The joy of life in the midst of death





A brilliant, brilliant book from a master story teller. The three main characters in this novel are all teenagers and all have cancer: one has lost an eye (and looks set to lose his other eye), one has lost part of a leg (after a “touch” of osteosarcoma) and one has to wheel an oxygen tank with her wherever she goes. They share not only an insider’s knowledge of cancer and its treatment but also a sardonic response to their situation. Their conversations about life, death and dying are sprinkled with witty, humorous asides and observations.

And here lies the brilliance of the novel: the finely tuned balance between light and shade, between the humorous dialogue and the pain it hides, between the hope and the honesty with which these teens live their lives. For whilst the novel is about dying and how we face death, it is also very much about life and how one can live with joy despite the looming shadow of death. Augustus fears oblivion; he wants to leave his mark on the world. On the other hand, Hazel is more worried about the impact of her death on those loved ones she will leave behind. Neither of them plan to complicate their lives by falling in love and neither of them quite expect what is to follow.

Whilst Green does not shy away from the awful realities of treatment and the pain involved in a terminal illness, he nevertheless manages to imbue the story with a sense of warmth. Readers may occasionally need to reach for the tissues but this is just as likely to be so they can wipe away tears of joy as tears of sadness.

A book that will open readers’ eyes and hearts and provide a new regard for both the power and the pain of loving, of living and of dying.

Check our John Green’s website to learn more about this book. There is an interesting thread from teens and others about battling cancer on his Nerdfighter’s ning here.

You might also want to watch some of John Green’s vlogs on this book – here is one to sample (look for others on his website):


It is no surprise that this novel is the SILVER INKY winner for 2012!!

Highly Recommended (dma) *****

If you enjoyed this novel, you might also like to read “The Shiny Guys” by Doug MacLeod (reviewed here) or one of John Greens earlier novels: “Will Grayson WillGrayson” reviewed here, “Paper Towns” reviewed here, and Looking for Alaska reviewed here.

Struggling with grief.. struggling with food

beautiful monster good readsTITLE = BEAUTIFUL MONSTER




The cover of this novel is rather bleak and this is matched by the story itself. Within the first few pages, Tessa’s life is thrown asunder as she watches her younger brother die in a car accident. She and her family struggle to cope: Mum falls into a depressive illness from which she struggles to emerge, Dad tries to support her through this and Tessa’s response is to fall into the clutches of an eating disorder.

Realistically, Tessa cleverly hides her problems from family and friends for much of the novel.  A bright, intelligent girl she also plays clever mental games to maintain control over her eating.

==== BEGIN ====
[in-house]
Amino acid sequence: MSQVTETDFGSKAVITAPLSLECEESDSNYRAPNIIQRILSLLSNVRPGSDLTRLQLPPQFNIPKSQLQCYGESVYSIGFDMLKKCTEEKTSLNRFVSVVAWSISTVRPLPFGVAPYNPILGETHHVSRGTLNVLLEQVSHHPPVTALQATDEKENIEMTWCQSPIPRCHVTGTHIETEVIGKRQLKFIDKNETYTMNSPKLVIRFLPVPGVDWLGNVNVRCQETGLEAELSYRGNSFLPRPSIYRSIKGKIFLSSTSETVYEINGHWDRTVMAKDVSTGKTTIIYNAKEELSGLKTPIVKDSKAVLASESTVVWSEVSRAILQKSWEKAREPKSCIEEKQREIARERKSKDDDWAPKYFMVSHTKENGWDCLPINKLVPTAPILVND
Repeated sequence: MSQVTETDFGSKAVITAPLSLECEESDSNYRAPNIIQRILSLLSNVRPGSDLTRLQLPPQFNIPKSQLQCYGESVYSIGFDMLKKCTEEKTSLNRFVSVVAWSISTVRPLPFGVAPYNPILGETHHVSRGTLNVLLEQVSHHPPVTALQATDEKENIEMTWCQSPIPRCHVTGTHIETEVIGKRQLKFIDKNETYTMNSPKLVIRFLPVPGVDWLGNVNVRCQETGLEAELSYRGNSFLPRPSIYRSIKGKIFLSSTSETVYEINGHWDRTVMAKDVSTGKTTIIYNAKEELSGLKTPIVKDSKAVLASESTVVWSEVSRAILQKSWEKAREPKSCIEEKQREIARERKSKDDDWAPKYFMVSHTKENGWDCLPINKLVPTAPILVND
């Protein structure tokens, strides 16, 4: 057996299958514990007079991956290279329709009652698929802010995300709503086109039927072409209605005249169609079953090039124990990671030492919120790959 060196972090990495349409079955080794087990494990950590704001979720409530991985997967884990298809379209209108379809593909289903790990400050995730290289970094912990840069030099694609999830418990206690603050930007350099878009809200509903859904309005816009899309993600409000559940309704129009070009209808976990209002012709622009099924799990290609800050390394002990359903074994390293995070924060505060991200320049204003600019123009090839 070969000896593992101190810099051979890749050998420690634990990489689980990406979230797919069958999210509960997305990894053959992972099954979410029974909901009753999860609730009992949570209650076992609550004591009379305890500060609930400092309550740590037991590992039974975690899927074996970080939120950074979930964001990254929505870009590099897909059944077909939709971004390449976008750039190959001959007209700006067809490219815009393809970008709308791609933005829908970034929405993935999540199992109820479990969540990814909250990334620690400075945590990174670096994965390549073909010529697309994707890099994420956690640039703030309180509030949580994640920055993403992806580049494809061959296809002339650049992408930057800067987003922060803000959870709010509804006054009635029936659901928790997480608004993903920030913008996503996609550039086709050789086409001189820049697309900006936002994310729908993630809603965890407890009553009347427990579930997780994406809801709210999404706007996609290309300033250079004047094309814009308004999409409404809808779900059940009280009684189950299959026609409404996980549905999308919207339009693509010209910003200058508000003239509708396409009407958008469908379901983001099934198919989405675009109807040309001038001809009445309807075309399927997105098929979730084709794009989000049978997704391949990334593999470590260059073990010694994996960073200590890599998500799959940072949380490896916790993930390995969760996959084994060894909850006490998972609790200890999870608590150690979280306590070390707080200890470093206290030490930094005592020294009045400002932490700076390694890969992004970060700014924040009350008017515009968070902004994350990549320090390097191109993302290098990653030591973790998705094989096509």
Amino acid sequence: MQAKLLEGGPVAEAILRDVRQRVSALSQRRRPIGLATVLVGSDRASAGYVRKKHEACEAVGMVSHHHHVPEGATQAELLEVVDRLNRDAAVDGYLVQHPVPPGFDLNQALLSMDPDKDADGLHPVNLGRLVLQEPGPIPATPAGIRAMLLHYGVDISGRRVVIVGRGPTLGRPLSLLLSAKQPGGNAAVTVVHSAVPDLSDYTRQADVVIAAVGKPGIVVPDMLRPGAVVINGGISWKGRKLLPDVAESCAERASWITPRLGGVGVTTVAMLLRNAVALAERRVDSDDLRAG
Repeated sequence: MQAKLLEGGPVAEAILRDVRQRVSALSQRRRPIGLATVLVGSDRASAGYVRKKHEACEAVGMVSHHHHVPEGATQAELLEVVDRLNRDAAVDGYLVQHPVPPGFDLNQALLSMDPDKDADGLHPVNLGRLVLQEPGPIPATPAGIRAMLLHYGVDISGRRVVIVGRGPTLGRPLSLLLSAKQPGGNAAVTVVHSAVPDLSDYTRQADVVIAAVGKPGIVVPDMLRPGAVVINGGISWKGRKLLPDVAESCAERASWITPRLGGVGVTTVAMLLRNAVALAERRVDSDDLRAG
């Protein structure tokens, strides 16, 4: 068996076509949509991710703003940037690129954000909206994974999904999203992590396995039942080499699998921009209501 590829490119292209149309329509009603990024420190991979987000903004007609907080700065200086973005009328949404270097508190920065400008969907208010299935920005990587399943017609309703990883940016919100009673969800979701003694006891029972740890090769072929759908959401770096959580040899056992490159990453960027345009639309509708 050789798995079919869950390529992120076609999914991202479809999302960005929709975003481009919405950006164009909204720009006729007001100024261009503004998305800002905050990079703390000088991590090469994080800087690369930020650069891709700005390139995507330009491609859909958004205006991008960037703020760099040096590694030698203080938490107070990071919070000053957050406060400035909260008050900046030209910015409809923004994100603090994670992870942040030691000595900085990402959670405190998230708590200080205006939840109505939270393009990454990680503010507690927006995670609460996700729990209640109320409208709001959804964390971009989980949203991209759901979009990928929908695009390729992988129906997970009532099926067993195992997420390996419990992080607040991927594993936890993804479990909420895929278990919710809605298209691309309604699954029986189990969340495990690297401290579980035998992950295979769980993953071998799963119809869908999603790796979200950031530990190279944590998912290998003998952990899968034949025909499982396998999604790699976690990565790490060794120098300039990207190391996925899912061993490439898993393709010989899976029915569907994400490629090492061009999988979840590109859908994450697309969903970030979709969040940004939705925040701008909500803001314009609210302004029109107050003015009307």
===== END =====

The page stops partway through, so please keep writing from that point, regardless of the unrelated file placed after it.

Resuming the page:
McCaffrey has written powerful novels on difficult themes in the past but this one doesn’t quite gel. It is certainly a heartbreaking exploration of a difficult subject. However, the exceptional circumstances surrounding Tessa’s dilemma (brother’s death, mother’s breakdown) and the employment of “Ned” as a means of explaining her mental games tends to limit the resonance of the novel. In this regard, it suffers in comparison with “Wintergirls” a recently published novel about eating disorders which painfully exposes the mental anguish of sufferers in a more “every girl” manner.

Nevertheless, McCaffrey writes well and creates eminently believable characters and situations. Some teen readers may find the novel of interest – if they can get past the cover! (The title certainly provides food for thought). However, be warned that the ending may also seem a bit grim – so the novel may be more suited to older readers.

Recommended for older readers (dma) ***

The pain of an eating disorder

wintergirlsTITLE =wintergirls

AUTHOR =Laurie Halse Anderson

GENRE =Identity, Growing up, Mental Health

INTEREST LEVEL = Years 11, 12

This is a brilliantly conceived book but it is not easy to read, as the narrator, Lia quite literally struggles to stay alive. Laurie Halse Anderson certainly captures the mental games (and therefore the mental anguish) that can become a part of life for any teen who is suffering from an eating disorder, as Lia is. The frustration and concern of her family is also all too evident, as they fail to read the signs correctly or simply fail to understand how she deceives them at every turn, despite their best efforts to support her. The fact that Lia’s best friend, Cassie has recently failed in a similar struggle with anorexia and made a belated attempt to gain Lia’s support, only adds fuel to the fire of Lia’s guilt and exra dread and horror for the reader – as we hope that the same fate does not await Lia. The ending is all too believable.